An inevitable result of such a social organization is the powerful police state, which subordinates to itself every phase of the citizen’s life. By strong centralization of power, the Communist state subjects all its people to complete regimentation, and watches over them by means of organized espionage. This system destroys the freedom of movement, association and meeting, of speech and the press, of industrial struggle, of education, of dwelling and of personal development. It even invades the most intimate relationships between its citizens.
The evolution of such a society will lead inevitably to an intensification of its internal contradictions and, as under Capitalism, to class struggle of a more difficult and cruel kind than ever before. The Russian experience has demonstrated the impracticability of a social structure of this type. Its builders are forced to renounce authoritarian Communism in favour either of free Communism, requiring for its realization the liberation of the people from police tutorship, or of a capitalism which can retain this tutorship. The Bolsheviks, to hold their power, chose the second road — that of State Capitalism.
The Russian Revolution, begun in liberty and the liquidation of bourgeois society, made a full circle, and, in accepting the aristocratic principle of dictatorship, came back through “War Communism” to its point of origin — Capitalism. However, like the great French Revolution, it left to the world an idea which from that time has become the fundamental aspiration of the twentieth century, the goal for Revolutionary movements among the working masses of all countries, races and peoples.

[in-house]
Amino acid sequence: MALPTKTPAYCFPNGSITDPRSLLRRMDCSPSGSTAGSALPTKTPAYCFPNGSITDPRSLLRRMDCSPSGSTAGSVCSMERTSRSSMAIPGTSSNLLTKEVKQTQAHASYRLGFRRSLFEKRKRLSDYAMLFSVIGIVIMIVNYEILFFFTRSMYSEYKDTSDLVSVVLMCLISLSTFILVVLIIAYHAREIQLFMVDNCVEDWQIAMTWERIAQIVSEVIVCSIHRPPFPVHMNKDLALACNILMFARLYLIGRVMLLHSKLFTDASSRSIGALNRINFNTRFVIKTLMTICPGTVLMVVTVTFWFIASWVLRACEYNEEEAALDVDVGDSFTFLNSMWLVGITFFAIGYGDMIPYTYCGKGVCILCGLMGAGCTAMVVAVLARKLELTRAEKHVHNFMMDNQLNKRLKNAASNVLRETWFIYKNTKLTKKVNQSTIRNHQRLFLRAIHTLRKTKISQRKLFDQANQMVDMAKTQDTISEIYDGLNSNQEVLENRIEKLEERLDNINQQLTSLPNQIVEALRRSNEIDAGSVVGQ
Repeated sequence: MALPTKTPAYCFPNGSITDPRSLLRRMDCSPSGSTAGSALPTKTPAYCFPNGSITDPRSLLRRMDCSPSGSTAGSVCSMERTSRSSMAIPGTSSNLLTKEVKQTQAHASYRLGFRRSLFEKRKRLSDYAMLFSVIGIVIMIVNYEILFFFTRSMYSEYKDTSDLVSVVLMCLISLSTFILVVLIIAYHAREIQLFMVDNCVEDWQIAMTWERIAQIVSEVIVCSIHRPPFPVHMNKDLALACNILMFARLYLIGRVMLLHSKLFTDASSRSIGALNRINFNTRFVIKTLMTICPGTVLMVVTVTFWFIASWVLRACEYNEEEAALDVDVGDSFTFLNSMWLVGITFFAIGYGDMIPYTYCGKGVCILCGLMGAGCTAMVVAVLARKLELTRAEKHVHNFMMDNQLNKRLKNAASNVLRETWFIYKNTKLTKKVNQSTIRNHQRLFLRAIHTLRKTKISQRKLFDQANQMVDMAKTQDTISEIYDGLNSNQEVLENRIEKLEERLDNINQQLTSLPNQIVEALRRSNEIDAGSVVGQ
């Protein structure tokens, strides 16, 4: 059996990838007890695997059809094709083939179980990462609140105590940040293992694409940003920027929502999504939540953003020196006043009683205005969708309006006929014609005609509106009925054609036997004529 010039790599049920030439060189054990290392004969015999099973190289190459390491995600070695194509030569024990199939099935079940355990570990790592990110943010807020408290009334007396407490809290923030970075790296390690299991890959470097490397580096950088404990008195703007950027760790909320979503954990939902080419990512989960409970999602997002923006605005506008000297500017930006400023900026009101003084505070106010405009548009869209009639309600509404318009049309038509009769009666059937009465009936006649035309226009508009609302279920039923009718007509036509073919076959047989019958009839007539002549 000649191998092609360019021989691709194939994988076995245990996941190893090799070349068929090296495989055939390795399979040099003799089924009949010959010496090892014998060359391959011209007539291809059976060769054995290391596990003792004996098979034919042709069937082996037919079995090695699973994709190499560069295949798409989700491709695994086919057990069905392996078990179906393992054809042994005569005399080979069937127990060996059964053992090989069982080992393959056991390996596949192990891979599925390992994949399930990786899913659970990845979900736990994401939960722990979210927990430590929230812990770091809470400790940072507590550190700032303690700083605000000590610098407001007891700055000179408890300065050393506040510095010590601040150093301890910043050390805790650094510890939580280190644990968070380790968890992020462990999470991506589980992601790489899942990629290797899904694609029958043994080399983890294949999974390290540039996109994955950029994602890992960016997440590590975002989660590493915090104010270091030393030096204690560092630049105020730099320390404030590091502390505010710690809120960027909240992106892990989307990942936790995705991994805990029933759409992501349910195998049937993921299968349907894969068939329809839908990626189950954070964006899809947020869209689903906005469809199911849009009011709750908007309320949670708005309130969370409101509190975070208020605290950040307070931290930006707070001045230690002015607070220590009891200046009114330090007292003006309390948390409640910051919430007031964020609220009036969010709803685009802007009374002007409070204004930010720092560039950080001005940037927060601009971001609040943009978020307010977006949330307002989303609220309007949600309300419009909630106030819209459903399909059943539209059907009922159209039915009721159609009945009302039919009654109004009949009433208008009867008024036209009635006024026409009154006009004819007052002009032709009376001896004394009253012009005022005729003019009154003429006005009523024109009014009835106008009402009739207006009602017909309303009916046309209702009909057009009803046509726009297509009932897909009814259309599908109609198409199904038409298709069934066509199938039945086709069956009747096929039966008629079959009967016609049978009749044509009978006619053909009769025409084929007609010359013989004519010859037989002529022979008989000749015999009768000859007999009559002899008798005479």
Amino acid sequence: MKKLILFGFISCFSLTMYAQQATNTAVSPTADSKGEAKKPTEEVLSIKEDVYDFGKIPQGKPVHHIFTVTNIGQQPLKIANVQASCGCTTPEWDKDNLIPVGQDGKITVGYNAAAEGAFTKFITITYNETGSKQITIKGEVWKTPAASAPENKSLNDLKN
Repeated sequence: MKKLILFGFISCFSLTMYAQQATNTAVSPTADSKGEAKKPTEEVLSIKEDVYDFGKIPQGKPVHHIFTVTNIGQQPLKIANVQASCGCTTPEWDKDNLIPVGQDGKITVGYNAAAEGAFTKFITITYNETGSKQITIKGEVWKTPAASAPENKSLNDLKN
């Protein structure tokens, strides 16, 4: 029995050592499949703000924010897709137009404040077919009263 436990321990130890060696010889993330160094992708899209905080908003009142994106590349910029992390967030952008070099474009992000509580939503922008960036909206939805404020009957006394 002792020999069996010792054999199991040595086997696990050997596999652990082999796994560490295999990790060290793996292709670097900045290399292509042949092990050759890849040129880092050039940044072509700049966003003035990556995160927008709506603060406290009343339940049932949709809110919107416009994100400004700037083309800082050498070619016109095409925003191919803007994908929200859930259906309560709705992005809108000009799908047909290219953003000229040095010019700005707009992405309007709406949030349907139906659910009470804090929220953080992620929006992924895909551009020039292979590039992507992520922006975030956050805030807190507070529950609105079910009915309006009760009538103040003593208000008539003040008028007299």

Only the Anarcho-Syndicalist revolution can lead the proletariat and the whole of mankind on the road to true freedom, equality and brotherhood. It alone can save humanity from wars, since all States, however “red” they may be, are Imperialist by nature. With the bankruptcy of State Communism in Russia, and of Social Democracy in Germany, with the ever growing contradictions within Capitalist society, the struggle of the working masses against the existing social order is growing and expanding throughout the world, while at the same time continuing technical progress — resulting in the constant enlargement of industrial enterprises and the socialization within them of the productive processes — creates the essential material pre-requisites for the transfer from a Capitalist economy to a more perfect one — that of libertarian Communism. This transfer will make possible and realizable a successful social Revolution and such, indeed, is the fundamental aspiration of the International Anarcho-Syndicalist movement.
Only the social Revolution is capable of destroying private property and its mainstay, the State; of establishing public ownership and a stateless, federalist organization of society on the basis of the free association of productive units in factories and villages. It alone can assure liberty, i.e. the well-being and the free development of the individual in society, and of society itself. It alone will stop the division of society into classes and will abolish every possibility of the exploitation or rule of man by man.